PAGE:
Andrew Yang, Donald Trump Jr., and NY Times Staff React to Bari Weiss’ Resignation

New York Times editor and "How to Fight Anti-Semitism" author Bari Weiss announced that she is resigning from the publication.
July 14, 2020
Bari Weiss on Real Time With Bill Maher. (Photo by Janet Van Ham / HBO)

This morning, New York Times editor and “How to Fight Anti-Semitism” author Bari Weiss announced that she is resigning from the publication.

“My own forays into Wrongthink have made me the subject of constant bullying by colleagues who disagree with my views,” Weiss wrote in her resignation letter. “They have called me a Nazi and a racist; I have learned to brush off comments about how I’m ‘writing about the Jews again.'”

In her resignation letter Weiss claims that she was frequently bullied by coworkers on the company Slack channel and publicly harassed without any appropriate action. She calls the behavior “unlawful discrimination,” “hostile work environment” and “constructive discharge. Twitter is not on the masthead of The New York Times,” Weiss wrote. “But Twitter has become its ultimate editor.”

On Twitter, the response to Weiss’s resignation was swift.

“If someone like @bariweiss feels like she can’t do her best work at the @nytimes they should make some real changes over there,” former Democratic presidential candidate Andrew Yang, who Weiss wrote an op-ed about, tweeted.

His dismay was shared by Donald Trump Jr. who said that Weiss “resigns in STUNNING fashion & exposes the Times’ rampant attacks on anyone who breaks from the far-left narrative.”

Senator Ted Cruz of Texas shared Weiss’ resignation letter, calling it “eloquent, profound, incisive.”

Responding to Weiss’ accusations of bullying on Slack channels — some of which were leaked to The Huffington Post in 2018 — Times correspondent Rukmini Callimachi tweeted, “The fact that she has been openly bullied, not just on social media, but in internal slack channels is not okay.”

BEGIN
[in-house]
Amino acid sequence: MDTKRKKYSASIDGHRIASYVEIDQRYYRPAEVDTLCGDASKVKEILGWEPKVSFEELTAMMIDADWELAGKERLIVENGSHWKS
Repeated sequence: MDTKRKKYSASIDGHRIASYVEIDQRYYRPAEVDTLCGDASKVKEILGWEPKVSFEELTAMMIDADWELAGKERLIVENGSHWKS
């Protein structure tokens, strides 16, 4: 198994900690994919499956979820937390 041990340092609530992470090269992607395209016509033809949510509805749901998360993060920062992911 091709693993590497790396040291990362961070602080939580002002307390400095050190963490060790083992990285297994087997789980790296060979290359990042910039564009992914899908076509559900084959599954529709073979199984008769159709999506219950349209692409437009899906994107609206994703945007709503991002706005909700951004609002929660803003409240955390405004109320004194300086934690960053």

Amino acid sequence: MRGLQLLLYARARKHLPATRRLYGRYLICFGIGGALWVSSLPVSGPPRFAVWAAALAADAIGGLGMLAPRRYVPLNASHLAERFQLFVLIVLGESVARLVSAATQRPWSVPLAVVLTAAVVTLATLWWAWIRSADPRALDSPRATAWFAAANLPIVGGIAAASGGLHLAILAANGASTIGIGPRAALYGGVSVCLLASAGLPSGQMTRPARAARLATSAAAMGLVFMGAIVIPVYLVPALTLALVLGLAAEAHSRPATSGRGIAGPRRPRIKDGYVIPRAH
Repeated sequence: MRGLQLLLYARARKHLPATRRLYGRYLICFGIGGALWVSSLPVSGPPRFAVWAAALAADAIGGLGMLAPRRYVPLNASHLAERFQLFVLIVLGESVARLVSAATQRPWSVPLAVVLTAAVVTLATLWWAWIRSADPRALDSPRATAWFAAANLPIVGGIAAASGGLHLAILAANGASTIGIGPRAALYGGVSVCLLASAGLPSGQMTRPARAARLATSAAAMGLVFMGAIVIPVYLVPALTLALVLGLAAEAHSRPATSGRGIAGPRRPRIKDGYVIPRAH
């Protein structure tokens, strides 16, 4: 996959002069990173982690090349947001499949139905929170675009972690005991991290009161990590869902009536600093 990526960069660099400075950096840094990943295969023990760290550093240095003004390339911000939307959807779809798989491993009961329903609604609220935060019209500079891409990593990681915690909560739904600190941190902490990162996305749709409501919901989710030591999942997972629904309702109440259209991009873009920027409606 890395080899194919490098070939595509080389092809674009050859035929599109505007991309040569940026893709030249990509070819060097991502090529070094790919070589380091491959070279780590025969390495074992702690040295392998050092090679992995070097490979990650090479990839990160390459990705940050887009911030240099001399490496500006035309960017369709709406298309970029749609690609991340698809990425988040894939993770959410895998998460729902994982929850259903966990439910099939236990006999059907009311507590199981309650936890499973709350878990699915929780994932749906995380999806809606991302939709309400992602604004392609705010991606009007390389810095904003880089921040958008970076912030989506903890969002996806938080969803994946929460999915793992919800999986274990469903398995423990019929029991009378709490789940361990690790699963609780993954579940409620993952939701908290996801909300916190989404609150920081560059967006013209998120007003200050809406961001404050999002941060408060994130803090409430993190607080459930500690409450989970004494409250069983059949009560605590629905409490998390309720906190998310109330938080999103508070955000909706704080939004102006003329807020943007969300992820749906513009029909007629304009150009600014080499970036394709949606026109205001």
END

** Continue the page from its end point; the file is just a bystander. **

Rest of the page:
“What the Times did to @bariweiss is unconscionable,” wrote Atlantic contributor Caitlin Flanagan. “It’s not civil, it’s not in the reader’s interest, and the well-documented culture of extreme harassment will, I hope, now come to light. This is the biggest media story in years.”

Conservatives including former NBC host Megyn Kelly and The View panelist Meghan McCain also expressed support for Weiss.

Some on the left were more skeptical. “Seeing a lot of folks saying Bari Weiss’ resignation exposes the roots of the demise of American journalism,” wrote The Daily Beast Politics Editor Sam Stein. “I’d suggest that hedge funds buying and ripping apart outlets across the country and massive tech giants sucking up all the ad revenue are more important matters.”

“There is no issue of legitimate inquiry which is more likely to get you ‘cancelled’ than support for Palestinian rights,” commented left-wing pundit Krystal Ball. “That Bari Weiss, an intellectual architect of that regime of censorship, has the audacity to ‘self-expel’ and cry cancellation is outrageously hypocritical.”

Al Jazeera English host Mehdi Hasan, who has been frequently critical of Weiss, also wrote a thread on her resignation. The Qatar-state media pundit also claimed that Weiss was anti-Palestinian.

“Weiss on multiple occasions expressed bigoted, racist views about Palestinians and never faced any censure from the Times — and none of her supporters ever engage with those very legitimate criticisms of her,” he wrote.

The Jewish world was also quick to react.

American Jewish Committee CEO David Harris called Weiss’ resignation “a poignant, painfully sad letter of resignation. Her departure is a huge loss not only for the paper, but also, no less, for the spirit of open inquiry & civil debate that once characterized our media.”

“I’ll just say she’s precisely the kind of friend and colleague that anyone should want, and the NYT’s behavior was appalling,” wrote Washington Examiner Executive Editor Seth Mandel. “All this is obvious — as is the fact that the institution missed a chance to learn from her grace and grit and talent.”

Referencing the online critics that frequently taunt Weiss, Mandel added, “Feel free not to respond to this, btw — I’d rather not know if you’re a terrible person who trolls ppl to insult their friends on social media so save your breath.”

Tablet Senior Writer Yair Rosenberg also commented on the harassment and online bullying Weiss has endured.

It’s no secret that @bariweiss and I disagree on many things,” Rosenberg tweeted. “But she never deserved the extraordinary performative abuse she received, and she was the rare superb editor of those who disagreed with her. People on here who obsess over Bari the columnist will miss Bari the editor.”

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